All states require, by statute, specific guidelines be followed in order to protect your investment of labor and material on residential, commercial and public projects under mechanic’s lien laws. In MOST states, preliminary notices, notice to owner, or other similar documents are required within specific time frames after your first day of furnishing labor or materials to a project and depending on your relationship with the owner of the property; i.e., whether you are working directly for the property owner these requirements may differ from state to state, as an example.
The ‘Doctrine’ of “Belt & Suspenders” is defined as using multiple methods to achieve a desired result. YOUR desired result is to get timely paid and to use every method to obtain payment that is available to you at law–including exercising your rights under lien law protection.
How does this “doctrine” apply to me?
- Serve preliminary notices (even if you don’t think you need to) on every project, whether private or public.
If I don’t need to, why would I?
- Transparency is a good reason—it lets the owner, general contractor or whomever is holding the pen that signs the checks KNOW you are performing an improvement on the property. Getting the attention of a party’s Accounts Payable Department or a lender can’t be a bad idea.
A preliminary notice being served (whether required or not) creates neither harm nor foul. Preliminary notices are just that—a notice to the owner and relevant parties. It carries no legal weight UNTIL you’re NOT paid and at that moment when you decide that a lien is required in order to get paid, it carries the WHOLE weight in determining whether you have secured lien rights or have lost them. NOT timely serving a preliminary notice on the parties can bar you from forever claiming a lien in those states where notice is required.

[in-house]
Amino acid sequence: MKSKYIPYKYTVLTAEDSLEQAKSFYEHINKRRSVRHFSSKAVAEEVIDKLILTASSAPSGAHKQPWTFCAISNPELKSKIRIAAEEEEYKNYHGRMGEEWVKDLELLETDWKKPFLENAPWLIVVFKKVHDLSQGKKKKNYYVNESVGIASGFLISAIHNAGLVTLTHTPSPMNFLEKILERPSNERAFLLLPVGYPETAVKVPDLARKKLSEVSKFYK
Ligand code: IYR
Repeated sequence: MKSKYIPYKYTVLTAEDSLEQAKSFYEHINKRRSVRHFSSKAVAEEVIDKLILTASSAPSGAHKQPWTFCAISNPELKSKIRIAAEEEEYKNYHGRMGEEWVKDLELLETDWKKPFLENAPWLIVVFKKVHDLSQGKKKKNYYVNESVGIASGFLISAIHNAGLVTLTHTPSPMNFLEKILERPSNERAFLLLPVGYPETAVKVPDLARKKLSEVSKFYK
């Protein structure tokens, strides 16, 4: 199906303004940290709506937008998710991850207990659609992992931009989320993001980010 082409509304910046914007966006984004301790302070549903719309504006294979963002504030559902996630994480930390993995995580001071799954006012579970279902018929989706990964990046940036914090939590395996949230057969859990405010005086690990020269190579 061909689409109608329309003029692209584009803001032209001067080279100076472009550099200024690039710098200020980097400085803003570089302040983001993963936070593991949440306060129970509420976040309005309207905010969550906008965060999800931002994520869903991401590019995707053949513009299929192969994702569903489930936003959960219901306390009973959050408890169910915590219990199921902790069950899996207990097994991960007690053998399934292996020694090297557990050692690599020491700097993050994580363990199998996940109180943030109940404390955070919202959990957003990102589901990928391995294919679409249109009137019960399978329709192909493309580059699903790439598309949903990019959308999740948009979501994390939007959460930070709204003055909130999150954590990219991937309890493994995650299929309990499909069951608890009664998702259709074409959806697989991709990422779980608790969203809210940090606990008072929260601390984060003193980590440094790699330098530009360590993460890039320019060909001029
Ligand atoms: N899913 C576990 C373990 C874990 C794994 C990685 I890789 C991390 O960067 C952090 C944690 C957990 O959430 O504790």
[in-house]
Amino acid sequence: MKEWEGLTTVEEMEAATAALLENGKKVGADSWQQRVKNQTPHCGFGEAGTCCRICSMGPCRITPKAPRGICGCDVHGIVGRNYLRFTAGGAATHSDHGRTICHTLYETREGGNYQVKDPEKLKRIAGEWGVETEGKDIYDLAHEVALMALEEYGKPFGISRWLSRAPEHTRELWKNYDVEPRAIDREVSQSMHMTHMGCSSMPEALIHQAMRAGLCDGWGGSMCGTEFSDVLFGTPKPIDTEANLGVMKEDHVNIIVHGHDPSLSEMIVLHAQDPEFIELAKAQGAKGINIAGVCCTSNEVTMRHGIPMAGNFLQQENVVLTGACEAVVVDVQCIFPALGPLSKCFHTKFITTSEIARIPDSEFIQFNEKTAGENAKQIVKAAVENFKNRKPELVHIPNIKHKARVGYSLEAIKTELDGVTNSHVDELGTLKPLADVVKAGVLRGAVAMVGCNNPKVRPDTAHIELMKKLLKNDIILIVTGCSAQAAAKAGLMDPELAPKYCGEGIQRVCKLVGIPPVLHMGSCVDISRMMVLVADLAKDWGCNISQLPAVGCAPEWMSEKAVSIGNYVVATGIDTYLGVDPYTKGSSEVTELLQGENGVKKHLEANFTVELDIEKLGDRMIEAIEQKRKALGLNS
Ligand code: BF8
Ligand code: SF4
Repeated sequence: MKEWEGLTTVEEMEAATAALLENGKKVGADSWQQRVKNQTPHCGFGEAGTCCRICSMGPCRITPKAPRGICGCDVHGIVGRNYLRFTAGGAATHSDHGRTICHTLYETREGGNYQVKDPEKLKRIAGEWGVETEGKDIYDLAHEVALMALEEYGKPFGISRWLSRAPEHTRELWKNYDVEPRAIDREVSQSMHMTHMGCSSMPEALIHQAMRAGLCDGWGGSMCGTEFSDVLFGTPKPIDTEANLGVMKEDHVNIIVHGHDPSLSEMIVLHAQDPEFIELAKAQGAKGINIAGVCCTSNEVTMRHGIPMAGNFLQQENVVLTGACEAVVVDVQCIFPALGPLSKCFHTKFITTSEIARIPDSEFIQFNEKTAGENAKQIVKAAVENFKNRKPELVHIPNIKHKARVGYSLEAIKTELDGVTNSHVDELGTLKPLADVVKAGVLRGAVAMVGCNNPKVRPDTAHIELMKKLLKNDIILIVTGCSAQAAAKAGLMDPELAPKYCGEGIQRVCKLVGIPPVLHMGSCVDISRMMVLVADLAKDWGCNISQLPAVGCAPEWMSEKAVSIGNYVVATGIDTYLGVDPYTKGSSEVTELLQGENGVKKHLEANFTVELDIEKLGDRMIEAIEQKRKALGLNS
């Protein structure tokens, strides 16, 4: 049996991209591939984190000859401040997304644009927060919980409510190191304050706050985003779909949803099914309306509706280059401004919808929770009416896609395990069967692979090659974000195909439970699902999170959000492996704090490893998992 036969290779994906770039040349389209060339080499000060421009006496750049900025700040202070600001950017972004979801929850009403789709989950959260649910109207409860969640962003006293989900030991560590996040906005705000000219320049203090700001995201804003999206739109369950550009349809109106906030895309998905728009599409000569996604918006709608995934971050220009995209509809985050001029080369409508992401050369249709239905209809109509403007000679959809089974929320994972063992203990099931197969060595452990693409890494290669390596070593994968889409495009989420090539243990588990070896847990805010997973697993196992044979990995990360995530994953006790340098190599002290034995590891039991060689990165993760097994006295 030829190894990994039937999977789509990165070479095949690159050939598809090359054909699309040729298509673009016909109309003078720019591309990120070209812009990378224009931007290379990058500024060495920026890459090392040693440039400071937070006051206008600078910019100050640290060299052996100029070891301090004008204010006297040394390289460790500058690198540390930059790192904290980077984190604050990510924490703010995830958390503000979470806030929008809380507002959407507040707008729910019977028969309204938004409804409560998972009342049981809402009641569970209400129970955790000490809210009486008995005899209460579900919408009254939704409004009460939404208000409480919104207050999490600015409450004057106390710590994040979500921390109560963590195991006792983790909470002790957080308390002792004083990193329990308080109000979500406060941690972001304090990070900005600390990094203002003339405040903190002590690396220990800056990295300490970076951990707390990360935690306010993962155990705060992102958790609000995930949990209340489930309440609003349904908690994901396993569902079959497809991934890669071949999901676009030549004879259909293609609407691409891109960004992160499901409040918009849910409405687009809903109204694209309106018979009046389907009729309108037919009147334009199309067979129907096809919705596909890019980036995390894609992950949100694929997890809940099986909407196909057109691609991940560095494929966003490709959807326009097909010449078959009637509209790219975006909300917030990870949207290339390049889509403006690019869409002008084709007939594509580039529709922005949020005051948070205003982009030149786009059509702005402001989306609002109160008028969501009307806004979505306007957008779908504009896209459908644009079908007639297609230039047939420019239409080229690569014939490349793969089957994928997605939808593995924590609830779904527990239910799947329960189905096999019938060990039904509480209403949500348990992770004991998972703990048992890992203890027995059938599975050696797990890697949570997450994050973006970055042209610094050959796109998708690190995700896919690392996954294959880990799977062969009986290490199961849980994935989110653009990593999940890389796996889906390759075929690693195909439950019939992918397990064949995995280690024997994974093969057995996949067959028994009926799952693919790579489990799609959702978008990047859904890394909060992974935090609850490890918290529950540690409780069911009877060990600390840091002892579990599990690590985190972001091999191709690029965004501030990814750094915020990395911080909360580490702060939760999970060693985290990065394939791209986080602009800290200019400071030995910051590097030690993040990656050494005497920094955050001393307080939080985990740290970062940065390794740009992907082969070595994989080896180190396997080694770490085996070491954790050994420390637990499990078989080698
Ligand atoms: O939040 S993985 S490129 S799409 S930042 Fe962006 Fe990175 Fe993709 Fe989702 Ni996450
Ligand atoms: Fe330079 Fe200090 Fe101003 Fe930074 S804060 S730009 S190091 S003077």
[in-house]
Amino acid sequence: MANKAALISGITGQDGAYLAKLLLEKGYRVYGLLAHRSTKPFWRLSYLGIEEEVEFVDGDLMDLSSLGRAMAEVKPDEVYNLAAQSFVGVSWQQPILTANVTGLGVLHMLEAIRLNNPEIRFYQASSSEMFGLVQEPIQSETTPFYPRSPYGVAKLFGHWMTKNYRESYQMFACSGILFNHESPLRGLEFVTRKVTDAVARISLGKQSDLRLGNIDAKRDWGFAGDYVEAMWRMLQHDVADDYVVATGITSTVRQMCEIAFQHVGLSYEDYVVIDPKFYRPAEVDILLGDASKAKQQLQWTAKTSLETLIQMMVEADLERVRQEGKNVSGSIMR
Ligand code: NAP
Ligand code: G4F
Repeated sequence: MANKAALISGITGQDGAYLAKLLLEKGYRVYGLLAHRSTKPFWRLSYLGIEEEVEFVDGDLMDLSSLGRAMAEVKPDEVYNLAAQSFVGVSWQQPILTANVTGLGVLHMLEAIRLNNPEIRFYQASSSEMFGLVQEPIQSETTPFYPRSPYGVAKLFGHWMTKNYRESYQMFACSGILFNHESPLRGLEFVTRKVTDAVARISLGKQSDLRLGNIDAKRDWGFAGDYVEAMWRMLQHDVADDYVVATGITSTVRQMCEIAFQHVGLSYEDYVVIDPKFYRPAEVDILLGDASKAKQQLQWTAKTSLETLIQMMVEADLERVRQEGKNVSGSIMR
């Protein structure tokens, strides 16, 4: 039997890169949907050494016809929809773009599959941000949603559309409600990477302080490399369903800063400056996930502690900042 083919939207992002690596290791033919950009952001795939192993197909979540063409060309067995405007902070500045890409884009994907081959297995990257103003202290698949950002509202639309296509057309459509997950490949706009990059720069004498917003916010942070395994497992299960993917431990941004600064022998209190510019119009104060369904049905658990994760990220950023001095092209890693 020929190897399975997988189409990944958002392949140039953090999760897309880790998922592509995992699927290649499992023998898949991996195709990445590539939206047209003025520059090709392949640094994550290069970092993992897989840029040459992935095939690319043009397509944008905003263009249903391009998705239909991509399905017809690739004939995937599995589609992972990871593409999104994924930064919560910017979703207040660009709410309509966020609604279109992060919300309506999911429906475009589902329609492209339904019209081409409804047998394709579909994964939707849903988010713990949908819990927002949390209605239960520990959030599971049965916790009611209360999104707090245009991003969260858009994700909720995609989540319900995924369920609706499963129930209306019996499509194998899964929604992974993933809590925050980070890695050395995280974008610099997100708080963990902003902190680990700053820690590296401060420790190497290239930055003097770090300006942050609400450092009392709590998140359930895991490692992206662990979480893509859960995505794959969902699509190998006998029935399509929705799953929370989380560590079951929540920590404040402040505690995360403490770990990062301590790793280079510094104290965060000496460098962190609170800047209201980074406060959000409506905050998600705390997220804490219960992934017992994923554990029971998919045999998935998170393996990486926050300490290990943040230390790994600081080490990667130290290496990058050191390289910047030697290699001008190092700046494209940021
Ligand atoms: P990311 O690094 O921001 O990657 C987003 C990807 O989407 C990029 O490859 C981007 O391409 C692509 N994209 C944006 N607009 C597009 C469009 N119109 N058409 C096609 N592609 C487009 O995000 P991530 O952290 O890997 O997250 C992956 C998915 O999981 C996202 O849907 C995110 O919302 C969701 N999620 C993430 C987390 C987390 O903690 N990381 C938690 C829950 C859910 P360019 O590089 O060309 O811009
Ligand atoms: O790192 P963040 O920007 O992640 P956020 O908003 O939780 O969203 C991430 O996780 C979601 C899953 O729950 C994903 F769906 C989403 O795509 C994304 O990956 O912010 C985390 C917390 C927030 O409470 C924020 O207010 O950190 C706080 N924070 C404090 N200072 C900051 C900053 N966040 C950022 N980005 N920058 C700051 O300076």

What are the alternatives if lien rights are lost? Collection agencies, attorney involvement, civil court litigation if those guidelines are met, and, just like that, you’re not in Kansas anymore, Dorothy.
Recording a timely and valid lien doesn’t mean that you’ll avoid any future litigation and a possible suit of foreclosure may follow. In that case, the groundwork has been laid for your attorney to proceed and the strong foundation of your right to do so has been set beginning with the initial preliminary notice. We’re not attorneys and can’t and won’t provide you with legal advice. Only your attorney can meet you on the courtroom steps at the time of a foreclosure or other legal dispute. Our job is to make sure that you have the right to be there through accurate and timely preliminary notice or mechanic’s lien document preparation relying on the information you provide us. We research your information for accuracy to the extent possible.
In short, a preliminary notice is the belt and suspenders that could help you get the cash back into your pant pocket.
Entering a notice request in our system is easy – taking the steps to make sure it gets done right and on time to protect your rights is something we can assist with through our system or through in-house, virtual or one-on-one training. We’re here to help you Cover Your Assets!
~ Susan Clarke-Morales is the Director of Quality and Escalations for National Lien Services. She is also a certified Arizona Legal Document Preparer in good standing.
Contact Susie any time at: firstname.lastname@example.org | 520-252-4073